No formal room treatments.  The only adjustments I made with the trough/hung shelving was to be sure to order the cut to length angle iron correctly.  I DID make the trough/shelving intentionally tilt down in front a bit – I think I took out 2 chain links in back.  Until I got the Harmony One all in one remote, I had an oak and plexiglass rack I built for my many remotes that pretty much tilted up off the table to match the tilt down of the equipment.  Did not need to pick up the remote to “aim” it at the unit above.  The Harmony One easily replaced all my remotes and works great.




A: What equipment did you get on Audiogon?

BigVulcan: I’ve bought and sold some nice items on Audiogon, including buying a nice sounding Cambridge CD player, power cords, and selling B&O turntables and a B&O 8004 cassette.  There were more items that escape me right now.  I have a 5 star rating on Audiogon, and intend on keeping it that way.  Thankfully, the people I have purchased from on Audiogon feel the same.

A: What is your favorite component and why?

BigVulcan: Probably a tie with the McIntosh MC  7300’s and their massive endless power and sweet matching with the Klipsch LaScala’s.  I am still breaking in my brand new OPPO 105, and that is quite the source as well, but not inexpensive.

The McIntosh and Klipsch Heritage marriage is a good one, and they complement each other nicely. Horns can be a bit unforgiving with brittle amps, but the McIntosh are anything but brittle, and 300W per rail is wayyyyyy more than the LaScala’s need with their sensitivity of 104dB.

I used to have 8 Klipsch Cornwalls, with two stacked on top of each other in every corner of the living room, so at that time I needed more power. I found the 4 LaScala’s, which needed some elevation, actually sounds superior compared to the 8 Cornwalls. Rather than build some stands to elevate the LaScala’s, I killed two birds with one stone and found the right size end tables on Craigslist for cheap, cut the legs off to my specification after some height testing, and ended up with some much needed extra storage room.

A: What is your favorite music to listen to?

BigVulcan: Classic rock, new rock, light rock, pop, blues, modern C&W, some light jazz, female vocals and a smidge of New Age.  I have 1,600 CD/SACD and 300 live concerts on DVD.  I have many movies, too, and True Lies with Arnold was a very nicely mastered movie soundtrack that works out your subs to boot!  DVD movies on this system are stunning, and the DVD DTS live concerts are sooooooo much fun to watch, listen to, and crank up!  Now and then it is great for the soul to “feel the power” and let er rip!!!  Wheeeeeeee-ooooooooo!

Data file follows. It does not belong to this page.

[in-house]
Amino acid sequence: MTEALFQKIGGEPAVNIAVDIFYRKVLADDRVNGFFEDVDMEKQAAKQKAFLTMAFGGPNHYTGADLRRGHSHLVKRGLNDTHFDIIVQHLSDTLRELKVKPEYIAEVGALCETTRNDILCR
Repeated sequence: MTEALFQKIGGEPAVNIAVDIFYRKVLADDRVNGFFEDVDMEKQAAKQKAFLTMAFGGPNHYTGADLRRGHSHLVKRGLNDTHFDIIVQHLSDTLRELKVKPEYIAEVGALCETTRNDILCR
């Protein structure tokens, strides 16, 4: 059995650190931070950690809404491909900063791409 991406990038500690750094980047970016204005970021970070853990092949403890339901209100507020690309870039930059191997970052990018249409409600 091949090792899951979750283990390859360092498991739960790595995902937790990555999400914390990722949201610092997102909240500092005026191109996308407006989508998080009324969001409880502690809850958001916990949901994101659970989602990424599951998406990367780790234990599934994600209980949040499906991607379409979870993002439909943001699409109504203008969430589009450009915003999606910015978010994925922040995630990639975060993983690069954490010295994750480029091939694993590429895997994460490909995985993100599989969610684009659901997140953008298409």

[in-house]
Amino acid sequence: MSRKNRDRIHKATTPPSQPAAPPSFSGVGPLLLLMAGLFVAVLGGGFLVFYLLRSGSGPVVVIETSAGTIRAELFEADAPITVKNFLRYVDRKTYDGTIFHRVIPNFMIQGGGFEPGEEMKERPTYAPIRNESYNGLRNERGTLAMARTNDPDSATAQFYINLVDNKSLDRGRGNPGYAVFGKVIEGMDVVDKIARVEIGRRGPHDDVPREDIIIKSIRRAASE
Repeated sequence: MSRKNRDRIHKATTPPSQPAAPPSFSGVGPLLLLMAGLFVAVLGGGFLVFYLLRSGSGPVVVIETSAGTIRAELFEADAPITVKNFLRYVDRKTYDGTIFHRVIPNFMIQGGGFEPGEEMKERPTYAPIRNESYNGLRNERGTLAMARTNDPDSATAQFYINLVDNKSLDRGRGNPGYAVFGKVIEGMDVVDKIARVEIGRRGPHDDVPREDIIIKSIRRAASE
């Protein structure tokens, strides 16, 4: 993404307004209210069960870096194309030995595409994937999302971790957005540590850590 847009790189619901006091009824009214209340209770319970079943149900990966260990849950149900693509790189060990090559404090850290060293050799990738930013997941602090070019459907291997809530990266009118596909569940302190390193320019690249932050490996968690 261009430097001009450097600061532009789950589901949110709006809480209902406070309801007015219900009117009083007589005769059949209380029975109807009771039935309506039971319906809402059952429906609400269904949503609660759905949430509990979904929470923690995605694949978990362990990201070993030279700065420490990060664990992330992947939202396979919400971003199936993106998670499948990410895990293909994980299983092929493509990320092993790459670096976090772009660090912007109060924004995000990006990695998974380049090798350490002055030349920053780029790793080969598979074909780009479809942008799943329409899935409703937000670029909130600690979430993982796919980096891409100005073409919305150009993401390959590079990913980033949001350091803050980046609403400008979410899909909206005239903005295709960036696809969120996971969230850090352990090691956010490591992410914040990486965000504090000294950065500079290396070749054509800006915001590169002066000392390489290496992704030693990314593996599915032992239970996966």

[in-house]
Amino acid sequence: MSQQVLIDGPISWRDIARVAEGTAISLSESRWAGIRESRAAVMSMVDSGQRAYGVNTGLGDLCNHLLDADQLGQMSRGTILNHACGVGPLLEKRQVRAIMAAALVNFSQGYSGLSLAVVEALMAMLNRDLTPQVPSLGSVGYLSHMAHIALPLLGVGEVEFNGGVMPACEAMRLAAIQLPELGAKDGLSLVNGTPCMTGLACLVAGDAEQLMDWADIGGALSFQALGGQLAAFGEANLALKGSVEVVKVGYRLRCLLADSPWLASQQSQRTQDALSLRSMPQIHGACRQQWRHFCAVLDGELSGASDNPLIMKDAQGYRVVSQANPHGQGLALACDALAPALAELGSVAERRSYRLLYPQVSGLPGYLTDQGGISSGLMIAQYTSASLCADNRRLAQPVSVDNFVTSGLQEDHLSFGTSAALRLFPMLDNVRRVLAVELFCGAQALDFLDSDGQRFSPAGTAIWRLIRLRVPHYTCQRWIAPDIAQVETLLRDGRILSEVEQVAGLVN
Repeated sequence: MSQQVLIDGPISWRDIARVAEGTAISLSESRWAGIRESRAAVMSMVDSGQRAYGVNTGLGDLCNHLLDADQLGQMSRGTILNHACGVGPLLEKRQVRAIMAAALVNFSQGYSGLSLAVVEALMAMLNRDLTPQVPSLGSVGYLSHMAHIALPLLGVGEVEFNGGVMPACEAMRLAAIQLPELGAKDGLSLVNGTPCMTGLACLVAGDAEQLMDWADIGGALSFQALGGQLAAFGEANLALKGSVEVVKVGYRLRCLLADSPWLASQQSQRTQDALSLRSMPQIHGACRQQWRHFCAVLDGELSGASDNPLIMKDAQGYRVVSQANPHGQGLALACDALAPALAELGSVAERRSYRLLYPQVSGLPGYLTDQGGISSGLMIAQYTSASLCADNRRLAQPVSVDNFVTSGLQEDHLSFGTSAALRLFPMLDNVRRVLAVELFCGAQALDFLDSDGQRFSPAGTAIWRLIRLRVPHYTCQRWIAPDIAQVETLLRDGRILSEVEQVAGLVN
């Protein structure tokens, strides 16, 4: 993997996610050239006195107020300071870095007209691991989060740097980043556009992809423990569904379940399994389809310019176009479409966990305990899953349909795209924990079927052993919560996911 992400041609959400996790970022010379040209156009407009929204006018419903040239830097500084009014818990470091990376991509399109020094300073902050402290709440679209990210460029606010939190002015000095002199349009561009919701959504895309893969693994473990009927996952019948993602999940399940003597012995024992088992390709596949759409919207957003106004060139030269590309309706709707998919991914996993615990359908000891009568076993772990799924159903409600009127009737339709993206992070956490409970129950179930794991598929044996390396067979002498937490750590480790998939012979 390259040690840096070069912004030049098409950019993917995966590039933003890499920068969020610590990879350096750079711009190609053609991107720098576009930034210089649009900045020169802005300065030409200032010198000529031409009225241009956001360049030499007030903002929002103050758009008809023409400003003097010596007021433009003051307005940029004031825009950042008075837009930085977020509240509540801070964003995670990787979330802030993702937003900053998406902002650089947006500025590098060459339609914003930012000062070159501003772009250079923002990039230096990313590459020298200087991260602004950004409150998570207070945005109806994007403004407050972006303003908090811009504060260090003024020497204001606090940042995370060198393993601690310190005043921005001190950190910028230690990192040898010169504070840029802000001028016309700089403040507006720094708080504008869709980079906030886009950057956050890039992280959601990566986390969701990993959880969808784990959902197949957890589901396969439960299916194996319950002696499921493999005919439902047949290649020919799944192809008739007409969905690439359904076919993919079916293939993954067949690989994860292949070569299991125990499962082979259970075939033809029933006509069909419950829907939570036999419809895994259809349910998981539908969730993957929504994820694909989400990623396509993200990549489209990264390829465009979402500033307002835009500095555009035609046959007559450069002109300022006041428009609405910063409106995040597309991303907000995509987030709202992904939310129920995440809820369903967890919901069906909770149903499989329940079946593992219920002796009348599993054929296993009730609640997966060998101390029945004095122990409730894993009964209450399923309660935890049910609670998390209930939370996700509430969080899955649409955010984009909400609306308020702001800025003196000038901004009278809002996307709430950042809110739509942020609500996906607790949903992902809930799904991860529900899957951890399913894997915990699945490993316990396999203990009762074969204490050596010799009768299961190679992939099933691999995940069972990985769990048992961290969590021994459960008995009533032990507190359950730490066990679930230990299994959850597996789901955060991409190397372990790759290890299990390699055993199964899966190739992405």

My neighbors over the hill inform me they now know all the words to Pink Floyd songs.  HA!  Even though I am aging, I still like to rock full bore now and then, but it is far more about quality than quantity.  No matter the mood, I do turn it down by 10 PM.  Good thing I am single – boys and their toys!

A: Is there any rule, theory, or advice you abide by with the set up of your system that you’d like to share?

BigVulcan: I think in today’s state of electronics for a newbie starting out, get the best speakers and multi-player you can, then go from there.  I don’t think it’s fair to take advantage of a shop’s staff and time to audition equipment, then run home and place the order online somewhere else.  You want personal service; find the good local shops near (hopefully your town has some) and do business with them on new items.  While important, don’t go overboard on interconnects as there is a point of diminishing returns on those, and the profit margin for the manufacturers is enormous.  But do get some decent interconnects from some nice seller on Audiogon as they do make some difference.  You don’t run a Ferrari on cheap gas.

A: Any final thoughts?

BigVulcan: Please bear in mind when looking at my setup, that I am certainly NOT one of the wealthy folks out there with gobs of disposable cash taking up space in that big box in the closet.  If I was, I would not live here and would also have a massive wall built cherry wood structure that would inspire awe, and a Viper in the garage.  I say this because a wealthy person would be critical of my system’s obvious shortcomings and shelving design, etc.  In fact, one audio mag actually sent me an email and totally insulted my system and setup after I submitted photos.  I am just a normal guy who had a normal job, and built this system over time, which is why I bought McIntosh.  I knew it would grow with me and not peter out and have to be thrown out like the lower end electronics.  My center channel amp, the MC 2205 is 28 years old.  Been back to see the McIntosh doctor for a minor repair and new bulbs and meter bluing once and is used daily.  Try that with most other brands!  Thank you for looking.


Bonus – check out this cool arcade game turned into stereo rack BigVulcan also built!

Arcade game to stereo rack...


Thanks again, BigVulcan, for sharing your story with us!  To become our next Featured Member, click here.